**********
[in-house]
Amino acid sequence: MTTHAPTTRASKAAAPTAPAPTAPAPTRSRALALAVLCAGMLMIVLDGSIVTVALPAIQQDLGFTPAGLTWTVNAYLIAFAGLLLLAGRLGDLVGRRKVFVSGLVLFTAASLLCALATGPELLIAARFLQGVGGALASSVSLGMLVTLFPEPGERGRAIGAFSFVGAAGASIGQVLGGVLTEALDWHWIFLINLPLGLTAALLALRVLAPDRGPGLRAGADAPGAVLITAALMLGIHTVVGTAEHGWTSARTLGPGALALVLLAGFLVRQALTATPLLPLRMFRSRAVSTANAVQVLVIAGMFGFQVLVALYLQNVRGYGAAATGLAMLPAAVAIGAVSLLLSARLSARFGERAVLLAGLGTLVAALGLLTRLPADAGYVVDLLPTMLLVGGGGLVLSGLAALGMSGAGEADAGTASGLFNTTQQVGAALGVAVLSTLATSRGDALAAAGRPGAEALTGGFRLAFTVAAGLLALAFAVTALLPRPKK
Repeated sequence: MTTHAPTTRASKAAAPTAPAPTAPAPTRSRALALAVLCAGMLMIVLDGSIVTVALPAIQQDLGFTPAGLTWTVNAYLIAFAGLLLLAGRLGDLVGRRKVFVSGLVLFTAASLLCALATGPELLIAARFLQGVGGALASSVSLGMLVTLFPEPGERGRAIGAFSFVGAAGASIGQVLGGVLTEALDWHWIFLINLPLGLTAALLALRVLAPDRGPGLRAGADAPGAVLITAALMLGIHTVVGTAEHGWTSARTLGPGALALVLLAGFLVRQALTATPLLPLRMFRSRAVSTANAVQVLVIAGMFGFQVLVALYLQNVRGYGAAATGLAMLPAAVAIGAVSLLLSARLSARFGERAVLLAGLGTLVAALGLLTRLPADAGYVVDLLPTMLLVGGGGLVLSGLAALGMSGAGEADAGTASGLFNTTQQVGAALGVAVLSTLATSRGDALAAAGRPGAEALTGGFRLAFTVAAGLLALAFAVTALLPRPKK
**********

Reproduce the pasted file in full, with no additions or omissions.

[in-house]
Amino acid sequence: MTTHAPTTRASKAAAPTAPAPTAPAPTRSRALALAVLCAGMLMIVLDGSIVTVALPAIQQDLGFTPAGLTWTVNAYLIAFAGLLLLAGRLGDLVGRRKVFVSGLVLFTAASLLCALATGPELLIAARFLQGVGGALASSVSLGMLVTLFPEPGERGRAIGAFSFVGAAGASIGQVLGGVLTEALDWHWIFLINLPLGLTAALLALRVLAPDRGPGLRAGADAPGAVLITAALMLGIHTVVGTAEHGWTSARTLGPGALALVLLAGFLVRQALTATPLLPLRMFRSRAVSTANAVQVLVIAGMFGFQVLVALYLQNVRGYGAAATGLAMLPAAVAIGAVSLLLSARLSARFGERAVLLAGLGTLVAALGLLTRLPADAGYVVDLLPTMLLVGGGGLVLSGLAALGMSGAGEADAGTASGLFNTTQQVGAALGVAVLSTLATSRGDALAAAGRPGAEALTGGFRLAFTVAAGLLALAFAVTALLPRPKK
Repeated sequence: MTTHAPTTRASKAAAPTAPAPTAPAPTRSRALALAVLCAGMLMIVLDGSIVTVALPAIQQDLGFTPAGLTWTVNAYLIAFAGLLLLAGRLGDLVGRRKVFVSGLVLFTAASLLCALATGPELLIAARFLQGVGGALASSVSLGMLVTLFPEPGERGRAIGAFSFVGAAGASIGQVLGGVLTEALDWHWIFLINLPLGLTAALLALRVLAPDRGPGLRAGADAPGAVLITAALMLGIHTVVGTAEHGWTSARTLGPGALALVLLAGFLVRQALTATPLLPLRMFRSRAVSTANAVQVLVIAGMFGFQVLVALYLQNVRGYGAAATGLAMLPAAVAIGAVSLLLSARLSARFGERAVLLAGLGTLVAALGLLTRLPADAGYVVDLLPTMLLVGGGGLVLSGLAALGMSGAGEADAGTASGLFNTTQQVGAALGVAVLSTLATSRGDALAAAGRPGAEALTGGFRLAFTVAAGLLALAFAVTALLPRPKK